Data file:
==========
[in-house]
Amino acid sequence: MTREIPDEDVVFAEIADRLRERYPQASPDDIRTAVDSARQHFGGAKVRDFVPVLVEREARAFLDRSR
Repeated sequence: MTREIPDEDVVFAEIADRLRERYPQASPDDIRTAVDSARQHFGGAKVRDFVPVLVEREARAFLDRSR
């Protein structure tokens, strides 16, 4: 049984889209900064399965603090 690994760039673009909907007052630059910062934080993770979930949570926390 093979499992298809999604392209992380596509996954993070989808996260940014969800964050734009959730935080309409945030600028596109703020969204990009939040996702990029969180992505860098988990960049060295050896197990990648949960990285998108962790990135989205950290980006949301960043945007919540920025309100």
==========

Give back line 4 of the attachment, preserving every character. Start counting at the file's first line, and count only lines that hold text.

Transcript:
């Protein structure tokens, strides 16, 4: 049984889209900064399965603090 690994760039673009909907007052630059910062934080993770979930949570926390 093979499992298809999604392209992380596509996954993070989808996260940014969800964050734009959730935080309409945030600028596109703020969204990009939040996702990029969180992505860098988990960049060295050896197990990648949960990285998108962790990135989205950290980006949301960043945007919540920025309100």